A film review by Craig J. Koban


2007, G, 93 mins.

Mr. Magorium: Dustin Hoffman / Molly: Natalie Portman / Henry: Jason Bateman / Eric: Zach Mills

Written and directed by Zach Helm.

At one point in the wonderfully titled new family film, MR. MAGORIUMíS WONDER EMPORIUM, one of the characters asks, "How can a store throw a temper tantrum?"

Indeed, thatís a very good question, but the simple answer is...because itís magic, silly.

MR. MAGORIUM is like a slap in the face to all of the cynicism and nihilism that often sweeps through the cinemas these days.  Sometimes, there is nothing more refreshing than a charming and decent minded family entertainment whose most endearing characteristic is that it simply made me smile while watching it.

This is a goofy, irreverent, odd, and whimsical fantasy - very much akin to CHARLIE AND THE CHOCOLATE FACTORY - but MR. MAGORIUM balances its sweetness  with its bizarre underpinnings.  Whatís even more surprising is that itís not just one of those dumbed down, easily disposable and forgettable kiddie flicks with bright and boisterous visuals and a story on autopilot.  It manages to deal with - albeit subtly - issues of family, friendship, and the painful finality of death.  The film has a sense of wonder as well.

Perhaps the most wondrous aspect of the film is the limitless adorability and luminous presence of the lovely Natalie Portman, who is able to embody so much joy and youthful spunk and enthusiasm in her performance.  This is not a strong bit of dramatic acting, per se, but she has the tricky task on playing things fairly straight to the utterly wacky and over-the-top personality that is Mr. Magorium, played in a colorful and appropriately cartoonish performance by Dustin Hoffman.  When you have to play in scenes with a toy maker that is actually over two hundred years old and has a toy store that actually has mood swings, a grounded reality is something difficult to achieve.  To say that Portman is able to ground the film and still manage to reflect its childlike energy and vitality is not as easy as it seems.

Make no mistake about it, as much as I cherished Portmanís appealing presence in the film, Mr. Magorium himself is a humorous and engaging creation.  He is the pure, unrefined embodiment of joy and happiness and the kind of eccentric and monumentally enthusiastic old coot that is able to forever walk the earth in a perpetual state of optimism and fulfillment.  As a matter of fact, the man is so optimistic that when it is revealed that he is going to die, it's not because of some sort of disease or sickness, itís simply going to happen because he wants and chooses it to happen.  When someone asks him if heís dying, he cheerfully responds, "Light bulbs die.  I am departing."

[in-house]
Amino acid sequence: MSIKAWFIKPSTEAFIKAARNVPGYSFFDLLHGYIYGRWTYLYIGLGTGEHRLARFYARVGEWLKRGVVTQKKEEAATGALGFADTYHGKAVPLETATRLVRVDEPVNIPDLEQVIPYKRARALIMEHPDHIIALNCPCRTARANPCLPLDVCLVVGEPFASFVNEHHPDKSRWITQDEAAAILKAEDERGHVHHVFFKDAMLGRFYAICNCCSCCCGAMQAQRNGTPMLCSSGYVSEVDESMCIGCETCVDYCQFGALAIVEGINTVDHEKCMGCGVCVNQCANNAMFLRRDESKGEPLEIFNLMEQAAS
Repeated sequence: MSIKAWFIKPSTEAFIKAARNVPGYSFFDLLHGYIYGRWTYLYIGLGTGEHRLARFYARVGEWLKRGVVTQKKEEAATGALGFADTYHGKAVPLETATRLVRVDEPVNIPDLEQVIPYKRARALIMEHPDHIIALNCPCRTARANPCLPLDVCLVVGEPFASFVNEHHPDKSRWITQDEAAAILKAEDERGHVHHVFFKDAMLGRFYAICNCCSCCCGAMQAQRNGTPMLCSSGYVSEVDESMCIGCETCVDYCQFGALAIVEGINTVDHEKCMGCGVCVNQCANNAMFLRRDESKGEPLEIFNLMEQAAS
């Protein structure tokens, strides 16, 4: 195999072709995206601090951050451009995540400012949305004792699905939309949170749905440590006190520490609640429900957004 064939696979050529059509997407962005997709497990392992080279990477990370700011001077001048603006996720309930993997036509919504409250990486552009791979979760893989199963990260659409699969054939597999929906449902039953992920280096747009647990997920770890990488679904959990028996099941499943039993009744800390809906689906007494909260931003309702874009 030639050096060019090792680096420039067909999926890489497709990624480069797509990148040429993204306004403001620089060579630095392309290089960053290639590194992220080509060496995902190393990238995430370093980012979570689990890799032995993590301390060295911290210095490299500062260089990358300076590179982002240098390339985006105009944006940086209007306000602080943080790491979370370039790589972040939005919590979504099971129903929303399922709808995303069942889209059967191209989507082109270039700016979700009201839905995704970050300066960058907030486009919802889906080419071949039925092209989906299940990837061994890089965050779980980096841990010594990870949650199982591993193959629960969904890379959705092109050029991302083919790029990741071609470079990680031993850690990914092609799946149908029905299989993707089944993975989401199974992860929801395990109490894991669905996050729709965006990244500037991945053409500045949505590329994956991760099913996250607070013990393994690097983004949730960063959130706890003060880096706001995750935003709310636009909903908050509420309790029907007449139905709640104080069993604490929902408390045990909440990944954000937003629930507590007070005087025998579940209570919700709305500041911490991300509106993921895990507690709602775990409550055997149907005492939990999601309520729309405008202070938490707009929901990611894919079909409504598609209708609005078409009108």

To say that he has led a fulfilling life is an understatement.  It is hinted that he gave Thomas Edison the key to the invention of the light bulb (remember, he is 243-years-old, but does not look a day over 60) and also managed to create one of the greatest toy stores in existence.  This is not one of those Wall-Mart sized monster stores, but a rather quaint and small emporium in New York.  It has toys (boy...does it ever!), but the key here is that this is a living and breathing toy store where absolutely anything is possible.  Toys have minds of their own, can be created out of thin air, and pile up to the rafters, often obscuring the walls and ceilings.  Anything that you want can be instantly made; the only limit is your imagination.  The children who populate the store on a daily basis canít get enough.  Itís simply a pleasure palace for tykes...and for those scant few adults who share a childís unique perspective on things.

One of those adults in question is the 23-year-old Molly (Portman) who manages the store for Mr. Magorium, who acts essentially as a store host and facilitator.  He has owned it for well over a century, but Molly oversees the daily events.  She certainly loves the crazy and adorable old man, but she has a secret passion.  She was once a young piano prodigy, but eventually lacked the will and passion to carry it forward to successful fruition.  In a way, she has a very early mid-life crisis: She takes her job at the emporium very seriously and enjoys her time there, but she wants more out of her life that being a toy store manager.